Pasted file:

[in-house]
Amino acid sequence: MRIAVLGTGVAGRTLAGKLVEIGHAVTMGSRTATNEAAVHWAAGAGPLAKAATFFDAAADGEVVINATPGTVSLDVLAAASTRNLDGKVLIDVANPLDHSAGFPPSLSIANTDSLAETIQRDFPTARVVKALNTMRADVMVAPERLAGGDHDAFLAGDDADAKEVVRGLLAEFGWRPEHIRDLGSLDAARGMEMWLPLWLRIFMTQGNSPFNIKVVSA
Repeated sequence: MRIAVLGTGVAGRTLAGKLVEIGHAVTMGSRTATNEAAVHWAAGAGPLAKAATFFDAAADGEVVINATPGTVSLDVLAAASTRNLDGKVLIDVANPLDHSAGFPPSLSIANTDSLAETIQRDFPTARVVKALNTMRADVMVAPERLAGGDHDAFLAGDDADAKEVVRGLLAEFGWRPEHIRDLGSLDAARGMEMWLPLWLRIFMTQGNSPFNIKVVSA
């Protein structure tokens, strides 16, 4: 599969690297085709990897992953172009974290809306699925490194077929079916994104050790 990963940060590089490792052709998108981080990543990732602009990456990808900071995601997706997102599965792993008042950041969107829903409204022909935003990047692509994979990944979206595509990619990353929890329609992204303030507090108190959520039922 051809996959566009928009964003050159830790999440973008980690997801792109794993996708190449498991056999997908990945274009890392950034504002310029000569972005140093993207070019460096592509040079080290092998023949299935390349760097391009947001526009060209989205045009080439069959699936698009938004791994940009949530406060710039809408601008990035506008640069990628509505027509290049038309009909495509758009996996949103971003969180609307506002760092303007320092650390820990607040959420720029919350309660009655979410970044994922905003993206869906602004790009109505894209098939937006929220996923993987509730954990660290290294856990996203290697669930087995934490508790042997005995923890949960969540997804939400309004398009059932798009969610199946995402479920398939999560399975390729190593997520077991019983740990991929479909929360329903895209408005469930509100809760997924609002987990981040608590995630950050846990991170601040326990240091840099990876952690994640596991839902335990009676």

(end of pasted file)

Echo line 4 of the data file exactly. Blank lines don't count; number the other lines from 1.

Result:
């Protein structure tokens, strides 16, 4: 599969690297085709990897992953172009974290809306699925490194077929079916994104050790 990963940060590089490792052709998108981080990543990732602009990456990808900071995601997706997102599965792993008042950041969107829903409204022909935003990047692509994979990944979206595509990619990353929890329609992204303030507090108190959520039922 051809996959566009928009964003050159830790999440973008980690997801792109794993996708190449498991056999997908990945274009890392950034504002310029000569972005140093993207070019460096592509040079080290092998023949299935390349760097391009947001526009060209989205045009080439069959699936698009938004791994940009949530406060710039809408601008990035506008640069990628509505027509290049038309009909495509758009996996949103971003969180609307506002760092303007320092650390820990607040959420720029919350309660009655979410970044994922905003993206869906602004790009109505894209098939937006929220996923993987509730954990660290290294856990996203290697669930087995934490508790042997005995923890949960969540997804939400309004398009059932798009969610199946995402479920398939999560399975390729190593997520077991019983740990991929479909929360329903895209408005469930509100809760997924609002987990981040608590995630950050846990991170601040326990240091840099990876952690994640596991839902335990009676």